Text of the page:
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Goal of stability proves elusive in olive oil accord

The first International Agreement on Olive Oil and Table Olives was signed in 1959. The International Olive Oil Council is responsible for the application of the Agreement, the objectives of which are to issue information on demand and supply, provide member countries with technical assistance aimed at improving production, manage promotion funds, and, in accordance with the Codex Alimentarius Commission, standardize technical specifications.

The negotiation of international agreements for staple products is usually an extremely laborious procedure, full of obstacles, and very trying on the patience and good intentions of the parties concerned. Despite the active participation of international bodies which, for decades, have endeavoured to promote international trade and stabilize the prices of raw materials, the results are disappointing. The parties concerned rarely succeed in overcoming their differences, and discussions often come to nothing.

These observations are confirmed in a report published by the UNCTAD Secretariat in 1985. The report acknowledges that staple-product agreements have tailed in a number of areas and stresses that in developing countries virtually no progress has been made toward such long-term objectives as increasing export revenues, providing stiffer competition, and setting up systems to cope with slumps in demand.

Therefore, the fact that the International Agreement on Olive Oil has been in effect for so long is somewhat surprising. Moreover, the Fourth, and current, Agreement, signed in 1986, was negotiated in a very short time, as opposed to, say, the Cocoa Agreement, which was signed in extremis in July 1986, after five attempts at negotiations.

The difficulty is due mainly to the absence of economic clauses and to the fact that olive oil is produced and consumed in a limited geographic area. It has long been the conviction of the parties concerned that quota restrictions and price regulation on the international market make it difficult to solve the problems, particularly since olive harvests are extremely variable: a good harvest is often followed by one or more years of moderate or poor harvests; and in some cases - roughly once every five years - there is either an exceptionally good or an exceptionally bad harvest. These fluctuations affect oil prices, revenues, and trade considerably. It is in the interest of producer and consumer countries to keep well informed on market trends so they can act accordingly.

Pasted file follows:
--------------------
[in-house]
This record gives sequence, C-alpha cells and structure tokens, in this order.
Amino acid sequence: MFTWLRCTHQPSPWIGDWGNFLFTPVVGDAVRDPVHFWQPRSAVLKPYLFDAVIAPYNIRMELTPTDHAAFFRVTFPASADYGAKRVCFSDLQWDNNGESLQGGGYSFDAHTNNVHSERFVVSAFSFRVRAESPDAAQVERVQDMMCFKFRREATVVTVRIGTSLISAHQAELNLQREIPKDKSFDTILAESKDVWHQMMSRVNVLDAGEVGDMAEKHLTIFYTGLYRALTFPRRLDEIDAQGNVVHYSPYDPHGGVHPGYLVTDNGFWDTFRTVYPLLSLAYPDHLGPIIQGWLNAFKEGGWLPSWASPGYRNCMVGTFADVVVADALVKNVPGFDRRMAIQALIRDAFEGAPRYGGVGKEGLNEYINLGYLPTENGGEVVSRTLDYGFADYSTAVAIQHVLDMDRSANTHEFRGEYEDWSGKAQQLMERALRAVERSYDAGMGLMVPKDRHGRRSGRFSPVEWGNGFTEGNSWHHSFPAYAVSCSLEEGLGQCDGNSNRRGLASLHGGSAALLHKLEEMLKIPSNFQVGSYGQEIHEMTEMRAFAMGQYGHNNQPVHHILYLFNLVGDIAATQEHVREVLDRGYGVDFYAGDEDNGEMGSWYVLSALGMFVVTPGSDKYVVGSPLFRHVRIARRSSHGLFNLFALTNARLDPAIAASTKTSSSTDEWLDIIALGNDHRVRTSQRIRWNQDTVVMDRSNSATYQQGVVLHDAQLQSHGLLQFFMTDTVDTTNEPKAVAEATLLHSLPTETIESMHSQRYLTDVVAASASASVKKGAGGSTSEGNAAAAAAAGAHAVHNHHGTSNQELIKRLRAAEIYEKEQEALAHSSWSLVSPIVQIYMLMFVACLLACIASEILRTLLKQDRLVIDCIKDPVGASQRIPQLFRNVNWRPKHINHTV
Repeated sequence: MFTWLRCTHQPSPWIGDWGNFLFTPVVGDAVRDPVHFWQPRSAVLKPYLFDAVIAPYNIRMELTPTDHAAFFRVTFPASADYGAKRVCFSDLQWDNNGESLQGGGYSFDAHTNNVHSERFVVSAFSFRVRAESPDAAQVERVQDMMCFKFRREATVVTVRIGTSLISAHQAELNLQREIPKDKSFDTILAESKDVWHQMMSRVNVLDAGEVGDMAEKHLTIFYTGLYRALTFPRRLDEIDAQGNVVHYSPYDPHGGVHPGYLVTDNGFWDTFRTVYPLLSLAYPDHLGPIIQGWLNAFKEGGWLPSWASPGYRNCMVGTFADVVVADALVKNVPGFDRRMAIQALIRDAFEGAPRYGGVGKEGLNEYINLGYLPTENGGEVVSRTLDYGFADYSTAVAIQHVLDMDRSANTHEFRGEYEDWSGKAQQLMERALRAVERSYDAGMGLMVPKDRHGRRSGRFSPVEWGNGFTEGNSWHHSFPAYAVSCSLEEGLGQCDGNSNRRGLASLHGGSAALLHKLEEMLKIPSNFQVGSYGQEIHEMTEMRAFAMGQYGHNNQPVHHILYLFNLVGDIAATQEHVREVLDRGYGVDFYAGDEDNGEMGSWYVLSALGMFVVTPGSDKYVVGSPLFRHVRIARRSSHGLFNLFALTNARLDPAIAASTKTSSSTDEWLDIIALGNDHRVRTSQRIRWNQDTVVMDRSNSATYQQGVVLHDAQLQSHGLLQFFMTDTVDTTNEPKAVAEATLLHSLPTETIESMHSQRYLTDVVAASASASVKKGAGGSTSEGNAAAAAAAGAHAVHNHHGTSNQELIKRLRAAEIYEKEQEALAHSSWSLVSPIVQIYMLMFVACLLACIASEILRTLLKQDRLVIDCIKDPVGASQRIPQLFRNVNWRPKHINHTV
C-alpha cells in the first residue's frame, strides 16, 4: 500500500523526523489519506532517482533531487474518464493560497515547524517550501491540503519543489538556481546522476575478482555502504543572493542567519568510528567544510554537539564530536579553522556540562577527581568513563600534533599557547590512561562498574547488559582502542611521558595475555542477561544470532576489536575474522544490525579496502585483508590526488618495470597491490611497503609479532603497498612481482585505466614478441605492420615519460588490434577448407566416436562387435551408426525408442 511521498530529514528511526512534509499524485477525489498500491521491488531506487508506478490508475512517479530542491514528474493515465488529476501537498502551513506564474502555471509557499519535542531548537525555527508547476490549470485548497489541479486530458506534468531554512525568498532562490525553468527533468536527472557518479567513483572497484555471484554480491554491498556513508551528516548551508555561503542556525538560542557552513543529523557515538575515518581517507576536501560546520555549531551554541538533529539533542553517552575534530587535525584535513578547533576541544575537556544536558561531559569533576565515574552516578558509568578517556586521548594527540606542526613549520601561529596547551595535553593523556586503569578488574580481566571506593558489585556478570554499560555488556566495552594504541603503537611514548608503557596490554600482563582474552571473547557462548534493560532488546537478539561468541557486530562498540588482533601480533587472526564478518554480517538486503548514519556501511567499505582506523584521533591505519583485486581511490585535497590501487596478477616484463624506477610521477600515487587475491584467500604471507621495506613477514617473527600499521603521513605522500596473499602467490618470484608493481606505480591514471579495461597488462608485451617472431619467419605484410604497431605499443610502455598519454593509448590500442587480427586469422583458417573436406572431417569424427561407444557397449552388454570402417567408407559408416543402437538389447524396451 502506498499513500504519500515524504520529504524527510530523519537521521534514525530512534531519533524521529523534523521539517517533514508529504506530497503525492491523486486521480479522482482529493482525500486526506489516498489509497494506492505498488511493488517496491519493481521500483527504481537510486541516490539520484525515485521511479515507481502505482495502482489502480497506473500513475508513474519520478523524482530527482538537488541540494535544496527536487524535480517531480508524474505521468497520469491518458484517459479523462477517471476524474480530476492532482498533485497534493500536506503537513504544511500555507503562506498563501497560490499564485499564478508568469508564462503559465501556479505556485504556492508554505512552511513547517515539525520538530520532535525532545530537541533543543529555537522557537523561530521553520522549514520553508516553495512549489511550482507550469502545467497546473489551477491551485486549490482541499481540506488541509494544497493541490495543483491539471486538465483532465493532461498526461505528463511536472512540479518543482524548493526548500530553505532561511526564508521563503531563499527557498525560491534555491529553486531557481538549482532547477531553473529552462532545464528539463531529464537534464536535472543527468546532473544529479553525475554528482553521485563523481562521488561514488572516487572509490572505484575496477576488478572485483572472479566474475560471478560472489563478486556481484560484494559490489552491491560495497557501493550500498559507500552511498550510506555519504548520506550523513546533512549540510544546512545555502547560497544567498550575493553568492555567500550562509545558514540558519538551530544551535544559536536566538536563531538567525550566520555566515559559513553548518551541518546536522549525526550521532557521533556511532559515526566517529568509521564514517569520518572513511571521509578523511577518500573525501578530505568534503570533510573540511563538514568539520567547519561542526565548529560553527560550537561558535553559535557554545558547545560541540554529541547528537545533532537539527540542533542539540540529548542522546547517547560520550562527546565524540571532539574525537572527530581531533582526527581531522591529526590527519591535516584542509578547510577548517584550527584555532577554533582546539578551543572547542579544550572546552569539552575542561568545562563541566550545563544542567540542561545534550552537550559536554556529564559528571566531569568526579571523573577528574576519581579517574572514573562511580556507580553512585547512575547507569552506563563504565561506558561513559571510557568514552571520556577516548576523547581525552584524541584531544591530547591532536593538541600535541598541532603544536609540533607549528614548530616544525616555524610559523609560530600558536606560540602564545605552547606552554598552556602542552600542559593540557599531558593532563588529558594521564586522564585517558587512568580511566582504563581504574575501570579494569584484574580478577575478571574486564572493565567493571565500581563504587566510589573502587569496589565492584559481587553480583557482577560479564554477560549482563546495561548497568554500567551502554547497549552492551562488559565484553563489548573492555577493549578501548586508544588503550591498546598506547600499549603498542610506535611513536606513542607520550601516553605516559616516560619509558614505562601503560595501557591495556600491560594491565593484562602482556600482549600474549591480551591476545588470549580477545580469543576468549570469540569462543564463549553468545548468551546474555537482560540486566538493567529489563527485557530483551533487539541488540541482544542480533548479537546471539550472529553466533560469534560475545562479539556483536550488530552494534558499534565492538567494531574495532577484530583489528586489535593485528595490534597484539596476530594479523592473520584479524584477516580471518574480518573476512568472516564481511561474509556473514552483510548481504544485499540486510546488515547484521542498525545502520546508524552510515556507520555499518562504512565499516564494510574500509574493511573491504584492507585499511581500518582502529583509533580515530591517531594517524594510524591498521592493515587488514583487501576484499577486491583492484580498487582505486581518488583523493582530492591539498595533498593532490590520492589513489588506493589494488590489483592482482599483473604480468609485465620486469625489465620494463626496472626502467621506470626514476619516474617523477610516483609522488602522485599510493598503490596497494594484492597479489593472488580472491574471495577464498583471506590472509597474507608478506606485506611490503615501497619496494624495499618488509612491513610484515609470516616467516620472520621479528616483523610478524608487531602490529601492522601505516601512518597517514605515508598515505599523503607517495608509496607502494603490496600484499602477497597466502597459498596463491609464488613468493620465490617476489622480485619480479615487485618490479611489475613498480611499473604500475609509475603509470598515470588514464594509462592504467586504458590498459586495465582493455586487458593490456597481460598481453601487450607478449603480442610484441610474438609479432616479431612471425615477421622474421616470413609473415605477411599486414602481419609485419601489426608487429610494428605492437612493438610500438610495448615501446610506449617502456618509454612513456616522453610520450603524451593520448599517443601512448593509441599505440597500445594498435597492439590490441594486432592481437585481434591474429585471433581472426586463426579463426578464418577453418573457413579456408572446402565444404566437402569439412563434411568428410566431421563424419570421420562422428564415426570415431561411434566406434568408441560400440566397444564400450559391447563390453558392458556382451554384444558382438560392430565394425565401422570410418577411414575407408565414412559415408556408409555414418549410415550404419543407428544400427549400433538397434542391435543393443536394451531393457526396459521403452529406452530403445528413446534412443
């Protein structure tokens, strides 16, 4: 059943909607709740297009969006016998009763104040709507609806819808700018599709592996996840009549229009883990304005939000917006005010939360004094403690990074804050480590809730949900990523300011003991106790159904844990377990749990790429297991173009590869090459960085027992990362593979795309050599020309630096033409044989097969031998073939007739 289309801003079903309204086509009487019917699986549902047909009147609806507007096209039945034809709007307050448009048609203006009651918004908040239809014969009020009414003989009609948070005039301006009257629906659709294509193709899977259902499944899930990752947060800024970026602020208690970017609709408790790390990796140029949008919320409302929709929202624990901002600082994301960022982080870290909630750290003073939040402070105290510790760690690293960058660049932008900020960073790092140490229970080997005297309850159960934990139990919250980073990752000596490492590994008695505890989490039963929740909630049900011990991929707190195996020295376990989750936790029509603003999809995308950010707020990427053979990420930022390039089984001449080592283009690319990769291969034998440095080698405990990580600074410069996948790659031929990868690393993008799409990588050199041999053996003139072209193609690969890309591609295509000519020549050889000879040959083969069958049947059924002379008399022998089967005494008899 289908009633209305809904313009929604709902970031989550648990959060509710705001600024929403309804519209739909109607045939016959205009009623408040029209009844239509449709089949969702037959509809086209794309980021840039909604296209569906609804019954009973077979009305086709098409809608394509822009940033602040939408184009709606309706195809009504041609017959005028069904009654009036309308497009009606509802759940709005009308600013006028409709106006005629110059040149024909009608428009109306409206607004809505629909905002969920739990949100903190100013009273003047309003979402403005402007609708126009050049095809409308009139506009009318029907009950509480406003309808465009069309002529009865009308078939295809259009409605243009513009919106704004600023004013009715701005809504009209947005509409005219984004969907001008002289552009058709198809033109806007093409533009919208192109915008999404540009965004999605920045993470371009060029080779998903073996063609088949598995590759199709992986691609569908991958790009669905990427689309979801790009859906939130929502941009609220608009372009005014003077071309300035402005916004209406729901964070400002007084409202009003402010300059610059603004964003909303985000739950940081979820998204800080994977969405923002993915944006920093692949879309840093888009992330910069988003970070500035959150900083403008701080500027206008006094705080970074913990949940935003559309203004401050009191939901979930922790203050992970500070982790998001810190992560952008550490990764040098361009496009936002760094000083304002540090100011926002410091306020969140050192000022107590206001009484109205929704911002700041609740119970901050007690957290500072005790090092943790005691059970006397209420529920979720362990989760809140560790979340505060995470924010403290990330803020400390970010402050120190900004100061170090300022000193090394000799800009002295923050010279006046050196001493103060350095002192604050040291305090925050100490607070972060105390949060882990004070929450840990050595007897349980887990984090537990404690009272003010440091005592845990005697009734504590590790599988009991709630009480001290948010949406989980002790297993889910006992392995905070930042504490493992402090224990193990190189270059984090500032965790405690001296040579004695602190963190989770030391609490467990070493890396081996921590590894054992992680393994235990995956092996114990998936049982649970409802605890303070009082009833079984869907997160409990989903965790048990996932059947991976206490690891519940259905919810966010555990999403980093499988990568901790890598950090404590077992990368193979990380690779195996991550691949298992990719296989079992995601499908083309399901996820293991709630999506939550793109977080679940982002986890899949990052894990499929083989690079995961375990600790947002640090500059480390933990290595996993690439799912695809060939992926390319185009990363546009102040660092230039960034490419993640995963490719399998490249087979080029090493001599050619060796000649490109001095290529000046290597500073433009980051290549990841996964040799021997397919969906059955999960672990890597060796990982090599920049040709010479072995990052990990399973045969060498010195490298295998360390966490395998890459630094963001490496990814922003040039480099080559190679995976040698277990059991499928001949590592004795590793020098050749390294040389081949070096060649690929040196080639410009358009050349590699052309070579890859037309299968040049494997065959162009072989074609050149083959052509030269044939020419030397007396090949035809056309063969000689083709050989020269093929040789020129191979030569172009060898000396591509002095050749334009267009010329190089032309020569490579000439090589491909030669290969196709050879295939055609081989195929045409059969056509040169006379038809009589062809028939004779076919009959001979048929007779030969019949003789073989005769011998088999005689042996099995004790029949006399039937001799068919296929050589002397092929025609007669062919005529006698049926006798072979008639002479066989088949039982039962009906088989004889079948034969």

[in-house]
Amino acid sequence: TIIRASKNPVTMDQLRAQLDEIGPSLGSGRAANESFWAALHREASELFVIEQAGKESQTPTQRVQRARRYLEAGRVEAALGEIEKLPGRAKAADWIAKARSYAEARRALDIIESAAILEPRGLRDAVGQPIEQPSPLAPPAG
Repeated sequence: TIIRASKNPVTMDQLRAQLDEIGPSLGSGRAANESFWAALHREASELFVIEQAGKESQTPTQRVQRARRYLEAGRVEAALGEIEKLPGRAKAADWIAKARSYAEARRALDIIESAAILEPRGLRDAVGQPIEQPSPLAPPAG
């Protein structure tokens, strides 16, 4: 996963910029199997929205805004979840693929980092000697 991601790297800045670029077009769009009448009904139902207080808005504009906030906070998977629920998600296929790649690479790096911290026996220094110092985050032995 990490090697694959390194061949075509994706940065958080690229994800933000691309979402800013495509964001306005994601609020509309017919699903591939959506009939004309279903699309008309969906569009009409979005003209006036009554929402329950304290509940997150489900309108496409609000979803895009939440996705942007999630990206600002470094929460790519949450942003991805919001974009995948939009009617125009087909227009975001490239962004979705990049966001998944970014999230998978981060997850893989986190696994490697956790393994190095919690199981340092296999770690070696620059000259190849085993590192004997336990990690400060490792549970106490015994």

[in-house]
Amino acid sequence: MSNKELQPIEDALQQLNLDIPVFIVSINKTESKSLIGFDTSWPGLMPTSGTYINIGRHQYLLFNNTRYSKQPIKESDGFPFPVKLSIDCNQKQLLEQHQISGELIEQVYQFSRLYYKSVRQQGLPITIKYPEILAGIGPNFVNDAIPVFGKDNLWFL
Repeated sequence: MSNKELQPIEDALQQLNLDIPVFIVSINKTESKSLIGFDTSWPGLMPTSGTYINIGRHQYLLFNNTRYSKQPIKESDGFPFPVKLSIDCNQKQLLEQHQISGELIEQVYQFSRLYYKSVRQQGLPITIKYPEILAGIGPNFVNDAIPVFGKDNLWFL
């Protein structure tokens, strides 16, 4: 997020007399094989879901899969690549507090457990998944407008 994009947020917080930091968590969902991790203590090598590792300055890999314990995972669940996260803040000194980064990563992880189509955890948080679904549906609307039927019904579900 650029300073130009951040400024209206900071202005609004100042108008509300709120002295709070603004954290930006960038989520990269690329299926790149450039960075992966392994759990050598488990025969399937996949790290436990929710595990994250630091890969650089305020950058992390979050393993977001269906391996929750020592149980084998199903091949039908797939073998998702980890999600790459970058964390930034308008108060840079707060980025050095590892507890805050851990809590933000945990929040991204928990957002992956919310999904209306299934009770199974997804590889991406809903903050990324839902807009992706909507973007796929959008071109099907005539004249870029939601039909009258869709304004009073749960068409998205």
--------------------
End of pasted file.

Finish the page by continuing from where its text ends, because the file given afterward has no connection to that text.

Recently, neo-liberal economists have questioned both the economic clauses contained in the agreements and the concept of market stabilization, and have advised compensatory mechanisms (STABEX, the IMF compensatory facilities). Some of them, including Michel Rocard, the former French Minister of Agriculture, consider that measures should be taken to increase the supply and regulate production, and that temporary aid should be given to countries where export revenues have witnessed a sharp drop.

The salient feature of the olive oil market is that it is geographically limited to the Mediterranean region, where most of the production is also consumed. The parties to the Agreement (Algeria, EEC-in its members' names, Egypt, Libya, Morocco, Tunisia, Turkey, Yugoslavia) provide almost 95 per cent of the world's olive oil production. Moreover, the EEC alone produces 83 per cent of the olive oil coming from the member countries of the International Olive Oil Council. Since January 1986 (when Spain and Portugal entered the EEC), the world's olive oil production has been even more concentrated in a single economically integrated regional entity. This is reflected in the share of member countries in the Council's budget, which is based on the net average annual production and imports of olive oil and table olives during recent campaigns. The EEC, signatory to the present Agreement on behalf of its 12 member countries, is the principal producer and importer, covering approximately three-quarters of the Council's financial resources and promotion funds.

The volume of exports and imports among Council member countries is minimal compared with trade within the Community. The risk of imbalance between the EEC and the other parties to the Agreement therefore does exist and, according to Alister MacIntyre, Deputy Secretary General of UNCTAD, efforts must be made to harmonize the interests of all parties to the Agreement.

The current International Olive Oil Agreement has succeeded in adapting to the changes in international olive oil economics by taking into account the geographic and economic change that has taken place within the EEC following the entry of Spain and Portugal. The title, "The 1986 International Agreement on Olive Oil and Table Olives", reflects the extension of the area in question, since it contains provisions on olive products other than oil. As stressed by Mohammed Tazi (Morocco), who presided over the last United Nations conference on olive oil, this is a "dynamic and evolutive" agreement.

Marie Annie Bousquet